The findings, presented at the European Respiratory Society and reported by James Gallager at the BBC here, showed similar numbers completely quitting with e-cigarettes as patches, but more had cut down using e-cigarettes by a long way.
UPDATE: BBC have since reported further, along with the UK government, that tobacco products are at least 95% safer than smoking and they are helping thousands quit. You can find the new article regarding new BBC vape reports here.
The devices, which are rapidly growing in popularity, produce a vapour containing nicotine. Delivering the same feel and hit as a cigarette, which is the reason why more people are successfully cutting down smoking using e-cigarettes rather than patches.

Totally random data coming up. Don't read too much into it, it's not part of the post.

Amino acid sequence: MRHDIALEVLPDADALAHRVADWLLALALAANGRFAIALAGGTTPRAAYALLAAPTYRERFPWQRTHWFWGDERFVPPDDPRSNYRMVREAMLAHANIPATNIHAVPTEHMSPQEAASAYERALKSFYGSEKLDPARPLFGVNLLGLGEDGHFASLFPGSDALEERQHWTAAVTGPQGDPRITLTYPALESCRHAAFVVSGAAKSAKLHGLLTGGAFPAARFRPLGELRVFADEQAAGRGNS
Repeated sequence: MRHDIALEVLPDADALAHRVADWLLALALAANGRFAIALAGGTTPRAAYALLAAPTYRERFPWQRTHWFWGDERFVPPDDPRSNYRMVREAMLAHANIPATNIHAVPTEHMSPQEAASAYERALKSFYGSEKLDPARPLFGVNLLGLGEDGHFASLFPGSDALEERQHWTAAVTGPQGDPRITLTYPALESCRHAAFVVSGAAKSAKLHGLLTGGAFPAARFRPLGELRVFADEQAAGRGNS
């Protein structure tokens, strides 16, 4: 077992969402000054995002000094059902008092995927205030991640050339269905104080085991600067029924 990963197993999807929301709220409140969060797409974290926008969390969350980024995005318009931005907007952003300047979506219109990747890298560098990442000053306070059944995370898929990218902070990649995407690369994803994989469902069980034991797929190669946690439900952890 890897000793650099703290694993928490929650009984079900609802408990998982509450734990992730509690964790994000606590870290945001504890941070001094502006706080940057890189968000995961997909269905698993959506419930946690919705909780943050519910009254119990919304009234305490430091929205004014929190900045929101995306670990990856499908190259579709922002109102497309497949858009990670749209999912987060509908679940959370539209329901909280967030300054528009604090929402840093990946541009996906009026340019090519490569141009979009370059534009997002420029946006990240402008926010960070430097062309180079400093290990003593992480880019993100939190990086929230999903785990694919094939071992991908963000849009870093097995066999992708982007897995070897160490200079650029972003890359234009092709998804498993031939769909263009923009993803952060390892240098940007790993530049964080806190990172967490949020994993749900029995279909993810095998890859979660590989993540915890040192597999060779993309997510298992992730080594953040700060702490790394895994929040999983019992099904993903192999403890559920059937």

Being a new product real, long term data cannot be obtained yet but current data shows no real issues. A research team at Auckland University, New Zealand, completed clinical trials comparing the devices with nicotine patches in 657 people. The findings show 7.3% using e-cigarettes had quit after six months compared with 5.8% using patches. After six months, 57% of e-cigarette owners had halved the amount of cigarettes smoked everyday, compared with only 41% with people using patches.